The serious love for Jamaal Williams shows something about him — and Detroit Lions fans

Detroit Free Press

I didn’t expect to write this column.

I didn’t even expect to work on Saturday — I was supposed to be on vacation. But I got an email that Detroit Lions running back Jamaal Williams was scheduled to do an autograph signing at DC Sports at Lakeside Mall in Sterling Heights.

I thought: Well, that could be interesting, just to see Williams interact with fans. He is one of the most charismatic athletes I have ever met. Funny. Engaging. Authentic. Incredibly likeable. Just so dang personable and enjoyable to be around.

So I decided to check it out. But on the way there, I started to question myself: Will anybody show up? For a free agent? I mean, there is no guarantee Williams will return next season.

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To make it worse, the weather was miserable — gray skies and light snow flurries.

I walked into the mall about 30 minutes before the signing, and there were about 30 people in line. Almost all of them were wearing Lions gear. Hmm. OK. Not bad. Expected more. Then I looked again. All those Lions fans were in line at a pretzel place, which suddenly looked like a concession line at Ford Field.

So I kept walking, and what I found was stunning. More than 500 people were waiting in a line that snaked through the mall. It started at DC Sports, curved around one end of the mall, went down a long hallway and back, snaked through the middle of the mall, down another walkway, around the front of Lord & Taylor and back again.


I shot video of the crowd, walking from one end to the other, and it took me 2½ minutes. And I didn’t even get to the end.

“It’s one of our biggest signings — ever!” DC Sports owner Steven Graus said.

DC Sports has done more than 500 signings in the past 30 years, and this was easily in the top five.

Right up there with Barry Sanders and Calvin Johnson. Miguel Cabrera after his Triple Crown. Or even a young Justin Verlander.

Which says several things:

  1. Clearly, the Swagg Kazekage, “the leader of the Hidden Village of the Den,” is beloved by fans;
  2. Lions fans got one taste of winning — six of eight to end the season — and the excitement around this team has skyrocketed;
  3. Williams has strong crossover appeal with the Pokemon crowd. Yeah, that’s part of it, too.

Which all lead to one overwhelming thought: The Motor City is gonna go berserk if this team ever starts to win consistently.

“I think what this shows you is just the tip of the iceberg if the Lions ever become successful,” Graus said.


So loveable they brought him gifts

Williams, being Williams, had wonderful conversations with countless fans.

No. He had warm conversations with darn near every single fan, asking questions and starting conversations.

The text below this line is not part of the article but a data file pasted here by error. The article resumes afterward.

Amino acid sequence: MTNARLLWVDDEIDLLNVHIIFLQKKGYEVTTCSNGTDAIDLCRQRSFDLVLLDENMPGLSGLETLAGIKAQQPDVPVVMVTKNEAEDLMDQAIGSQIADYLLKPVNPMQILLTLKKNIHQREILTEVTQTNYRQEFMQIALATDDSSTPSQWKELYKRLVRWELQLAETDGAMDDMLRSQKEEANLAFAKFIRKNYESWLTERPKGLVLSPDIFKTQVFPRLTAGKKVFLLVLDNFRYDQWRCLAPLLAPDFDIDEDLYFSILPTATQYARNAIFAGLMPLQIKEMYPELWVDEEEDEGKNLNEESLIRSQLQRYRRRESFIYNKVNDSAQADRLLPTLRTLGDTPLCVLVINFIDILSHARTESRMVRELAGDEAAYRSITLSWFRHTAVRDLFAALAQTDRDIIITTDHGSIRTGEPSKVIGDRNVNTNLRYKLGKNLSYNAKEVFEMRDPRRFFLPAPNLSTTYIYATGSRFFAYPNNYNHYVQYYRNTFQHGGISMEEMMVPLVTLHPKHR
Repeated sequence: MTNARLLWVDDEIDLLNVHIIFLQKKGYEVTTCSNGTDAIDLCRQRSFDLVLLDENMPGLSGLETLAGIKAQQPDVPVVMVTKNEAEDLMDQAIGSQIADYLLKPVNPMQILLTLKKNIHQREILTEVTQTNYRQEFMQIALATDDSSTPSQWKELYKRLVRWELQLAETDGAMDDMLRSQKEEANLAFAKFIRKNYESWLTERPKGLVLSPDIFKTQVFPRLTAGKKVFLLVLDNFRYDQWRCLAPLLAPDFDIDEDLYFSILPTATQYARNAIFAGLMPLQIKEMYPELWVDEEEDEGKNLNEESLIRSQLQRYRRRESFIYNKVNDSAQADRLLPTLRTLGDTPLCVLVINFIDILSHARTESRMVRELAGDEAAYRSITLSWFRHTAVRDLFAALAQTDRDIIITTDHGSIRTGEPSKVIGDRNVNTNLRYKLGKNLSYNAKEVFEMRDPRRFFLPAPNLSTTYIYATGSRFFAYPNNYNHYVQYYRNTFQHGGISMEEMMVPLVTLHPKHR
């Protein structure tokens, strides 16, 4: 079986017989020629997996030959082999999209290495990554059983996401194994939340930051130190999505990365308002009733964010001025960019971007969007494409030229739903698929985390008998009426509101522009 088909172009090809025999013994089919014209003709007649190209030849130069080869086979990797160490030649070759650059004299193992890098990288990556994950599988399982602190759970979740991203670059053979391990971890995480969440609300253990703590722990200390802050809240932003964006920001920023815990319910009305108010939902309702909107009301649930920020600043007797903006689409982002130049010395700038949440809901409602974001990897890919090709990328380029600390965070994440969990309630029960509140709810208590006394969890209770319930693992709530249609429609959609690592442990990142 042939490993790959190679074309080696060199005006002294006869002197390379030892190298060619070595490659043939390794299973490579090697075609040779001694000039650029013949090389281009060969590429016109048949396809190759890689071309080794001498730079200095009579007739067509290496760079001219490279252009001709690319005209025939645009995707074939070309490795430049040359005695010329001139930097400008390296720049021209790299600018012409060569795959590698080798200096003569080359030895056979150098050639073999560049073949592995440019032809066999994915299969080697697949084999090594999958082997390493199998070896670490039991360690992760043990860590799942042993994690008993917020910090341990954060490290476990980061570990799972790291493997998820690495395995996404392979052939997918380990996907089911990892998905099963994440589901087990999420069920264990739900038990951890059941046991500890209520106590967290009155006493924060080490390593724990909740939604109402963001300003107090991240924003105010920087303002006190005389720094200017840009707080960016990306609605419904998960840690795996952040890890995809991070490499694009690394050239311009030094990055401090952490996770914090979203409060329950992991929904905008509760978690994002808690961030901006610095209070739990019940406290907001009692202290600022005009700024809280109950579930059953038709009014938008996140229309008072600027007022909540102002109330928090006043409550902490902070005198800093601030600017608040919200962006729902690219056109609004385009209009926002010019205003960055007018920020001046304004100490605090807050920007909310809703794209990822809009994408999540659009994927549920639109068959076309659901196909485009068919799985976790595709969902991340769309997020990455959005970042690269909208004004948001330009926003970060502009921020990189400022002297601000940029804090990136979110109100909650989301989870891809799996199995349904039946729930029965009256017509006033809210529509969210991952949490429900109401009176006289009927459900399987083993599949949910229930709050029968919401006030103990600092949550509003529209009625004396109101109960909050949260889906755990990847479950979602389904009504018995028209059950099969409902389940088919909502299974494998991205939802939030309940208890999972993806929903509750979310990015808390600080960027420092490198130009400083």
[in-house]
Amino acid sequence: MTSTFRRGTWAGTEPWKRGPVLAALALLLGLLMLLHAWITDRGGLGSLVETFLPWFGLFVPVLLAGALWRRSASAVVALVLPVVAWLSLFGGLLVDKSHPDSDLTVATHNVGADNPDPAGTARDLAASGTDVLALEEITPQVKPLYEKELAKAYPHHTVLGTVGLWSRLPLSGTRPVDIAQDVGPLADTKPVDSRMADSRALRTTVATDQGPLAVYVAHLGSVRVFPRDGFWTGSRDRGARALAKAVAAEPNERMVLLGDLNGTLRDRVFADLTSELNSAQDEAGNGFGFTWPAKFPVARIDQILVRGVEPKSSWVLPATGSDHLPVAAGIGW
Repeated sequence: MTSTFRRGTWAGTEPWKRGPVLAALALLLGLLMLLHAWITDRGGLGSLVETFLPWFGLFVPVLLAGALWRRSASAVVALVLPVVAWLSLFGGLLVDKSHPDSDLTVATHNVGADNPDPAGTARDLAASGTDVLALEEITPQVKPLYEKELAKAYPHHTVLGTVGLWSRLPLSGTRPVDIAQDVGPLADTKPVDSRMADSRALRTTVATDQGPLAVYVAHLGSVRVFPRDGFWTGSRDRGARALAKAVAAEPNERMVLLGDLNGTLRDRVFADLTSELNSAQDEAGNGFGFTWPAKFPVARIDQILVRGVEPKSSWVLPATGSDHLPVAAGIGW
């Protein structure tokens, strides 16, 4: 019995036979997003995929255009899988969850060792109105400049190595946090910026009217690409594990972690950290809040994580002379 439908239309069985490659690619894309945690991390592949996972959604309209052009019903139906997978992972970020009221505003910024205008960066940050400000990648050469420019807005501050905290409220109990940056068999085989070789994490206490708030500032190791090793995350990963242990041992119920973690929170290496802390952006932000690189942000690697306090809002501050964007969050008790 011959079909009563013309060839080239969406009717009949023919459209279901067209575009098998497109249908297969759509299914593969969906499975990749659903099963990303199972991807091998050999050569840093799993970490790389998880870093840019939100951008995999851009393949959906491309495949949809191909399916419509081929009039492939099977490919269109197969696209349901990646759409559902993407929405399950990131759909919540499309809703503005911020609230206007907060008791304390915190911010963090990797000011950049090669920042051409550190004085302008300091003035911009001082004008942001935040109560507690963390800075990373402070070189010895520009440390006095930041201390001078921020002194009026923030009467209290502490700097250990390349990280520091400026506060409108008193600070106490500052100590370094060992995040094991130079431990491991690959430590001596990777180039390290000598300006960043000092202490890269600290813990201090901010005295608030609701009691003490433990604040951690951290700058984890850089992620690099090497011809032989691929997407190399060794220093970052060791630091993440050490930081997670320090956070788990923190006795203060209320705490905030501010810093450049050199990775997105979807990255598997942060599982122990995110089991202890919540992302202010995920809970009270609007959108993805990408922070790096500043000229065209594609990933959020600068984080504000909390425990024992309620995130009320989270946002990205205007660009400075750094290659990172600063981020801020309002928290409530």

“Love your hair!” he said.

“You played great this season,” somebody said.

“Thank you,” he said. “I appreciate you.”

Williams scored 17 rushing touchdowns during the 2022 season, setting the Lions’ single-season record (ahead of some Sanders guy).

“Congrats on the touchdown record,” somebody said.

“Oh, thank you,” he said.

When somebody brought up how he was fined for his, um, dancing moves, Williams begged for help.

“You gotta talk to the NFL and tell them not to fine me,” Williams said. “Please. Please. I need a petition.”

“I’ll start it off,” the guy said.

Williams was personable and funny and engaging, taking time to have real conversations, brief though they were.

Dozens of fans brought him gifts.  Books. Pokemon cards. More Pokemon cards. Stacks of Pokemon cards. Far more gifts than any of the workers at DC Sports could ever remember another other athlete receiving. Clearly, I was watching something special.

This was Lions fever, and it’s spreading.

“I just want to give him a hug and tell him not to leave,” said Riki Maruszczak, 30, of Detroit, who got in line four hours before the signing was supposed to start.

Maruszczak brought Williams a book and said, “I love Jamal Williams. I think he is an exemplary addition to the Lions and the identity that they’re trying to build. He is what I consider to be a shining beacon of character that has always existed in Detroit. Resiliency and character are what the city is, and he matches so well into what we are.”

When Maruszczak approached Williams, he tried to tell him that. Wanted him to know that.

“You are so very loved,” Maruszczak said. “I grew up in the city and there is nobody who exemplifies the city more than you.”

“Thank you so much,” Williams said. “I appreciate you.”

Coming back?

Countless fans encouraged Williams to return to the Lions.

“You coming back?” somebody asked.

“I don’t know,” Williams said. “Hope so.”

So do these fans.

But should the Lions bring him back?

It’s a tricky question. If they can work a deal that makes sense for both sides, yes, of course. But I wouldn’t break the bank for him. From a football standpoint, there are other running backs who can perform behind this fantastic offensive line.

But on a personal level, I hope they bring him back.

Because he’s just so dang personable — a true gift for reporters.

And he is invaluable to the team. He exudes everything this team is trying to build.

He’s tough and determined, full of grit and resiliency, while demanding respect for the Lions — yeah, that’s why fans love him. That’s easy to like.

Best of all, he has embraced Detroit.

Just as Detroit has embraced him.

Williams has a great presence in the Lions’ locker room. The same presence he had at the mall. For hundreds of fans.

On a gray, snowy Saturday afternoon.

This was Lions’ fever, snaking through a mall. Out in the open for everybody to see. And it was seriously cool.

Just the tip of the iceberg of what could be.

Contact Jeff Seidel: Follow him on Twitter @seideljeff. 

To read his recent columns, go to

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